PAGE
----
While working with the same people in the same problem domain for a long time, it's extremely common for people to take shortcuts when describing usage of a technical system.

  • "When the user submits the form, it fails"
  • "When the process runs out of memory and dies, it will automatically restart"
  • "Oh yeah the app is slow right now"
  • "This API is harder for a user to use correctly"

There's a general idea of what these statements mean, and they communicate the right idea most of the time (otherwise they wouldn't be said!). But in more heated conversations or whenever we are debugging particularly tricky problems, these statements can have multiple slightly different meanings! Conversations quickly fall apart and end with people talking past each other. Instead of communicating technical information, you are presented with a game of linguistic forensics to decipher what is being said.

This can get even worse when using tooling with a large specific vocabulary. Operations teams might be used to talking about machines and processes, but when operating with Kubernetes, it can be easy to use "machine" to describe a Pod, "container" to describe a Pod, "worker" to describe a Pod, "machine" to describe a node.... the tooling might be at fault for "bad design decisions", but ultimately if you're using it you'll save yourself time in the long run to just use unambiguous words.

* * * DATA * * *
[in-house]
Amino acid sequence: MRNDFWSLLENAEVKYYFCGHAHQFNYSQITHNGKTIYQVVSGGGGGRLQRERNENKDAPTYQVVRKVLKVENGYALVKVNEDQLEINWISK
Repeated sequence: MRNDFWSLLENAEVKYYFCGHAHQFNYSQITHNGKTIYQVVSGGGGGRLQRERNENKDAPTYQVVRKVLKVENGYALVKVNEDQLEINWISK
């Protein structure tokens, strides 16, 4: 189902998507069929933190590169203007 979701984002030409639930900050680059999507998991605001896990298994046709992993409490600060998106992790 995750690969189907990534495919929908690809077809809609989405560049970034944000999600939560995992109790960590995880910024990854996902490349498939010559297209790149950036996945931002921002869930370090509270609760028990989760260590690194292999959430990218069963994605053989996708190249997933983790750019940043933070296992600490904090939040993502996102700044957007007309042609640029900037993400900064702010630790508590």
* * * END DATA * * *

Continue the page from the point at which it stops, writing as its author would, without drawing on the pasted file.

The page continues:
How do we get to precision in discussions?

There is the (vague!) advice of "imagine you are in the other person's shoes" but that requires a strong theory of mind if you're under time pressure, stress, and general confusion about what a coworker might be saying.

And a lot of times the advice is in forms of "concession". You spend time explaining something you already undersatand, often unsuccessfully. You try to concede points you disagree with just to move conversations forward. Ultimately fundamental misunderstandings remain and people can walk away unsatisfied.

Some things that help me in getting to precision:

Making Sure The "Who" And The "What" Are Clear

There are a lot of layers in the systems we work with, so by pointing exactly to which systems are being talked about, we can more quickly get to any sticking points and not get sidetracked by asking the wrong people or looking at the wrong systems.

"When the user submits the form, it fails" can become any of the following (with different consequences):

  • after looking at the network tab in the browser dev tools: "When the user makes this kind of API request, the API returns the following error"
  • after seeing a screenshot the user took: "When the user submits the form, they see this error message" or "when the user tries to submit this form, the submission button looks disabled and clicking doesn't seem to do anything."